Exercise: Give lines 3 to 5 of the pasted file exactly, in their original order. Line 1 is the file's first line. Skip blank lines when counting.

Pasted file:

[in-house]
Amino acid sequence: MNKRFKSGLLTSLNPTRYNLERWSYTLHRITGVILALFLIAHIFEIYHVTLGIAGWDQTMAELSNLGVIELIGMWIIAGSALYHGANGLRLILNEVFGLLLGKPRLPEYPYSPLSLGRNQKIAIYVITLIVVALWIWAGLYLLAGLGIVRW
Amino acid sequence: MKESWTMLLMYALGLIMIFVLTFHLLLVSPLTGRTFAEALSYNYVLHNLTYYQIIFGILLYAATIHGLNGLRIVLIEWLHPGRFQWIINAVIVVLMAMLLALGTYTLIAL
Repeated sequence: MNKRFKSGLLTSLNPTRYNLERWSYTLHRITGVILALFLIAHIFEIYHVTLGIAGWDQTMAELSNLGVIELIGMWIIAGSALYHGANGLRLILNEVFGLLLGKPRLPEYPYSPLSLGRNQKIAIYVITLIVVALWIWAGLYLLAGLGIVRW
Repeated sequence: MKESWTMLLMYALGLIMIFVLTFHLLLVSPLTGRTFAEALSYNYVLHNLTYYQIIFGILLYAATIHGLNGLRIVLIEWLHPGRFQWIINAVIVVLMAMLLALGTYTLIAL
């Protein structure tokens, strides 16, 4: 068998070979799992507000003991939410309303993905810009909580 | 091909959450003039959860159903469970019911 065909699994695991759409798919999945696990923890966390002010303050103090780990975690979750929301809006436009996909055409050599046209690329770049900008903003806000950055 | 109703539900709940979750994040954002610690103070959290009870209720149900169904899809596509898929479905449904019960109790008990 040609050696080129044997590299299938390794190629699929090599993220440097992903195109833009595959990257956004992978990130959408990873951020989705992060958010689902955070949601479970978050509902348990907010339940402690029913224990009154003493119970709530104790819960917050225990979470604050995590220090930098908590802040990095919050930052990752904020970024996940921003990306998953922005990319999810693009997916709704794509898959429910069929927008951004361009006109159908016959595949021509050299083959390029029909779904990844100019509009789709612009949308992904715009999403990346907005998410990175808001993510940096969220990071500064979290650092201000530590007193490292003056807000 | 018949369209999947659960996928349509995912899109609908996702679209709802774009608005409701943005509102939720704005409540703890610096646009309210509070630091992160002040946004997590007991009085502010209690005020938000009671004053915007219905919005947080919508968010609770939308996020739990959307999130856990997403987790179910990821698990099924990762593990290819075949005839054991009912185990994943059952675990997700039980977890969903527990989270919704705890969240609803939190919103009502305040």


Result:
Amino acid sequence: MKESWTMLLMYALGLIMIFVLTFHLLLVSPLTGRTFAEALSYNYVLHNLTYYQIIFGILLYAATIHGLNGLRIVLIEWLHPGRFQWIINAVIVVLMAMLLALGTYTLIAL
Repeated sequence: MNKRFKSGLLTSLNPTRYNLERWSYTLHRITGVILALFLIAHIFEIYHVTLGIAGWDQTMAELSNLGVIELIGMWIIAGSALYHGANGLRLILNEVFGLLLGKPRLPEYPYSPLSLGRNQKIAIYVITLIVVALWIWAGLYLLAGLGIVRW
Repeated sequence: MKESWTMLLMYALGLIMIFVLTFHLLLVSPLTGRTFAEALSYNYVLHNLTYYQIIFGILLYAATIHGLNGLRIVLIEWLHPGRFQWIINAVIVVLMAMLLALGTYTLIAL